Compton, D. L., Appleton, A. C., & Hosp, M. K. (2004). Exploring the relationship between text leveling systems and reading accuracy and fluency in second-grade students who are average and poor decoders. Learning Disabilities Research & Practice, 19(3), 176-184.

Fisher, D. & Frey, N. (2014). Speaking and listening in content area learning. The Reading Teacher, 68(1), 64–69. Doi: 10.1002/trtr.1296

Gersten, R., Compton, D., Connor, C.M., Dimino, J., Santoro, L., Linan-Thompson, S., and Tilly, W.D. (2008). Assisting students struggling with reading: Response to Intervention and multi-tier intervention for reading in the primary grades. A practice guide. (NCEE 2009-4045). Washington, DC: National Center for Education Evaluation and Regional Assistance, Institute of Education Sciences, U.S. Department of Education. Retrieved from:

Hochman, J., & Wexler, N. (2017). One sentence at a time: The need for explicit instruction in teaching students to write well. American Educator, 41(2), 30-37.

McKeown, M., Beck, I.L., & Blake, R.G. (2009). Rethinking reading comprehension instruction: A comparison of instruction for strategies and content approaches. Reading Research Quarterly, 44, 218-253. Doi:10.1598/RRQ.44.3.1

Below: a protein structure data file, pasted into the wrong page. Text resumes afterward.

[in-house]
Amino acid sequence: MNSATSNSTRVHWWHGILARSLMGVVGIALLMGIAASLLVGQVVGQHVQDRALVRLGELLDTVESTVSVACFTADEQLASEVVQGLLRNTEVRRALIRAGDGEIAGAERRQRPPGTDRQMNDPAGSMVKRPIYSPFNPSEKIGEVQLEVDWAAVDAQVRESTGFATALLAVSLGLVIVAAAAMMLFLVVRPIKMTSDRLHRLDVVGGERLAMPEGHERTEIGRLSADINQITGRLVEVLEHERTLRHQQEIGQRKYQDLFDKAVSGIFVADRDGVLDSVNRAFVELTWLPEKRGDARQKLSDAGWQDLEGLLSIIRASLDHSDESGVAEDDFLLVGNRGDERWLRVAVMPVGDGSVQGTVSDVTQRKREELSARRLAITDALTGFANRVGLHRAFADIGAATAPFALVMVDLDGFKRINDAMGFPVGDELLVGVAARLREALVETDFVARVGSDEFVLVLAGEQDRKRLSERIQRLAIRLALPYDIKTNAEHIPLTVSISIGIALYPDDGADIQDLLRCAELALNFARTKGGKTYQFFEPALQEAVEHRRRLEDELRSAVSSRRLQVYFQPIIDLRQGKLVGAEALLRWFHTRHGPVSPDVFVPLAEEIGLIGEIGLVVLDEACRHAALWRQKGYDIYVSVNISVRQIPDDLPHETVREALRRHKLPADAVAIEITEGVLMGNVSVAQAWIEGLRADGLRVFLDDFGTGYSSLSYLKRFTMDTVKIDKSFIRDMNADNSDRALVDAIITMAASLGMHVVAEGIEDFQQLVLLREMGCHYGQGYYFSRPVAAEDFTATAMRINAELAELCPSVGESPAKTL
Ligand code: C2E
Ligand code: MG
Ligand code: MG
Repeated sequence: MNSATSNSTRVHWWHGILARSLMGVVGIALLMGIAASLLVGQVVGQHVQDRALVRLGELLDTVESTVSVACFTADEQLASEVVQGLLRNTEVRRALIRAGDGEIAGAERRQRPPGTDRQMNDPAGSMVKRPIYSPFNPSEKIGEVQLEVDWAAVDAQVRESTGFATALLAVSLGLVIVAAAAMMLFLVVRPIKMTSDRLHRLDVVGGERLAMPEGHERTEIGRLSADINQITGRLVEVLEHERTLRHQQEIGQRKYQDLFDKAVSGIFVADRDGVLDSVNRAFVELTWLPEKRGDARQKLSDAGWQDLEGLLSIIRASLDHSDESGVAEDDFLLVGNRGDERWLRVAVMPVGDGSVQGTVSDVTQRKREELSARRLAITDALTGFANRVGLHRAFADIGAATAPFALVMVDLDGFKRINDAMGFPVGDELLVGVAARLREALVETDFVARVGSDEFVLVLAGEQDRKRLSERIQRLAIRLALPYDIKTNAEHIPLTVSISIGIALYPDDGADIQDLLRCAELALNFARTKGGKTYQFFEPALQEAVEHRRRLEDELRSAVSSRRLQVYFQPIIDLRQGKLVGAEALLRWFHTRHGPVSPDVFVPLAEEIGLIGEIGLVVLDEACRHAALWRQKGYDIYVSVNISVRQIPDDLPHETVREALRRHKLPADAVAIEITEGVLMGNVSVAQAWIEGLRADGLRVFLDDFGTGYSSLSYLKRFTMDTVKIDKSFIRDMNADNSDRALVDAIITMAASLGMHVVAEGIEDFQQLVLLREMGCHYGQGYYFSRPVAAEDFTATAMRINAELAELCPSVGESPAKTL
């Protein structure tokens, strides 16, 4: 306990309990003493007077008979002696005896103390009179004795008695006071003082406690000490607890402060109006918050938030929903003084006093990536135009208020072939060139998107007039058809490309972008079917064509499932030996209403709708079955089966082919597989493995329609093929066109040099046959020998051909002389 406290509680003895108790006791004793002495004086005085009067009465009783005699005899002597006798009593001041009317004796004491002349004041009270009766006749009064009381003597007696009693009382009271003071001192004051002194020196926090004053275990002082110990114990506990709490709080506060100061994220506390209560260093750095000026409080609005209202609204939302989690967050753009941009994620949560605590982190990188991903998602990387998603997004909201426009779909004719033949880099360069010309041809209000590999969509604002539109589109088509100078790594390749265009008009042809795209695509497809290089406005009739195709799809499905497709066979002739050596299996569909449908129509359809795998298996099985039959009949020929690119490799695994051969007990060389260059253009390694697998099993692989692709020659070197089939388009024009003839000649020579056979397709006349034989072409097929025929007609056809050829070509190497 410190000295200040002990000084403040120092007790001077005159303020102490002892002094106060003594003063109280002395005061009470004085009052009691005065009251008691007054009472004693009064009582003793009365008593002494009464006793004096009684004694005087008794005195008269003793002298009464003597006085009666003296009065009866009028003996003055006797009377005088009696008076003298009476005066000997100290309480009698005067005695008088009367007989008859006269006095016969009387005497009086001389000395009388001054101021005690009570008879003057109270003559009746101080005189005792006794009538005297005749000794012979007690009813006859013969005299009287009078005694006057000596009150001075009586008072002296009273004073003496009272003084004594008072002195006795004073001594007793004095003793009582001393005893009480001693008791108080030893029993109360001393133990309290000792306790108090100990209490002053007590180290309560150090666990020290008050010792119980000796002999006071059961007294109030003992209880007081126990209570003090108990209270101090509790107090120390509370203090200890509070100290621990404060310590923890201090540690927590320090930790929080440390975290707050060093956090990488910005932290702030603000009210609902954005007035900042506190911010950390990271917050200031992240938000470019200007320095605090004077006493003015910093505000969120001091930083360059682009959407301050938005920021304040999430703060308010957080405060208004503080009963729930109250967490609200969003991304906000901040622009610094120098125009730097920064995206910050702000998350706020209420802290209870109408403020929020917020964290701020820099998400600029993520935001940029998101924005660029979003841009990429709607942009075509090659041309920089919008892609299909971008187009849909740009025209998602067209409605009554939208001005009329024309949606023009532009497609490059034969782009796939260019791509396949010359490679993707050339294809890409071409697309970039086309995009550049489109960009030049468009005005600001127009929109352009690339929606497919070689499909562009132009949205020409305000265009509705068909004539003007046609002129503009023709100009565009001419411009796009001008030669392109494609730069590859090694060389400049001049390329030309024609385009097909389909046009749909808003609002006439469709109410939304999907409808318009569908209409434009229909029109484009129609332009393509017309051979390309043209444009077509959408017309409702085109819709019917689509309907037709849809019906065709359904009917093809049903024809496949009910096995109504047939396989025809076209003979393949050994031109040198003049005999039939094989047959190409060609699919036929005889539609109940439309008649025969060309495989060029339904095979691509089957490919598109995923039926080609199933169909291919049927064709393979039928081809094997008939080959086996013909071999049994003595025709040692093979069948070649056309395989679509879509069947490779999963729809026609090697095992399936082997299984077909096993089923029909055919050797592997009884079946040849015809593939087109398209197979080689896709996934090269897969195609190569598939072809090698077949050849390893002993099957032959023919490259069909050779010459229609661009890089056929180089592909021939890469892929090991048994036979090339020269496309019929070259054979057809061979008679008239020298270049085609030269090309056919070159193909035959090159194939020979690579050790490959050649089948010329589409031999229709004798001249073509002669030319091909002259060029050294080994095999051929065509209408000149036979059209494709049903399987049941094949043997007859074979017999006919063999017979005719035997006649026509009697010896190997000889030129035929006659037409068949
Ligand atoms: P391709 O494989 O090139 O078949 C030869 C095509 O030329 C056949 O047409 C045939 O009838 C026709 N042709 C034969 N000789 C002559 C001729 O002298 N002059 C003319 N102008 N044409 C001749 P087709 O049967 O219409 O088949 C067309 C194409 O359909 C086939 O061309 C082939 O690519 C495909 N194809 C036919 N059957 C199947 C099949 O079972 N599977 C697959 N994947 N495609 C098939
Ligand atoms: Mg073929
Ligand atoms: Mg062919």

National Institute of Child Health and Human Development. (2000). National Reading Panel. Teaching children to read: An evidence-based assessment of the scientific literature on reading and its implications for reading instruction. Report of the subgroups. Washington, DC. Retrieved from:

O’Reilly, T., Wang, Z., & Sabatini, J. (2019). How much knowledge is too little? When a lack of knowledge becomes a barrier to comprehension. Psychological Science, 30(9), 1344–1351.

Pimentel, S. (2018) Expanding the important national conversation about reading, Flypaper. Retrieved July 12, 2020, from

Rasinski, T.V. (2012). Why reading fluency should be hot! The Reading Teacher, 65(8), 516-522. Doi: 10.1002/TRTR.01077

Shanahan, T. (2020). Limiting children to books they can already read. American Educator, 44(2), 13-17.

Sindelar, P. T., Monda, L. E., & O’Shea, L. J. (1990). Effects of repeated readings on instructional and mastery-level readers. Journal of Educational Research, 83(4), 220-226.

Wexler, N. (2019a). Writing and cognitive load theory. ResearchED 4, 39-41.

Wexler, N. (2019b). The knowledge gap: The hidden cause of America’s broken education system—and how to fix it. New York: Avery.     

Willingham, D.T., and Lovette, G. (2014). Can reading comprehension be taught? Teachers College Record, Date Published: September 26, 2014. ID Number: 1 7701, Date Accessed: 10/4/2014 10:10:19 AM.

Wilson, B. A. (2018). Wilson Reading System Instructor Manual (4th ed.). Oxford, MA: Wilson Language Training.

The International Dyslexia Association (IDA) thanks Natalie Wexler, M.A., J.D., for her assistance in the preparation of this fact sheet.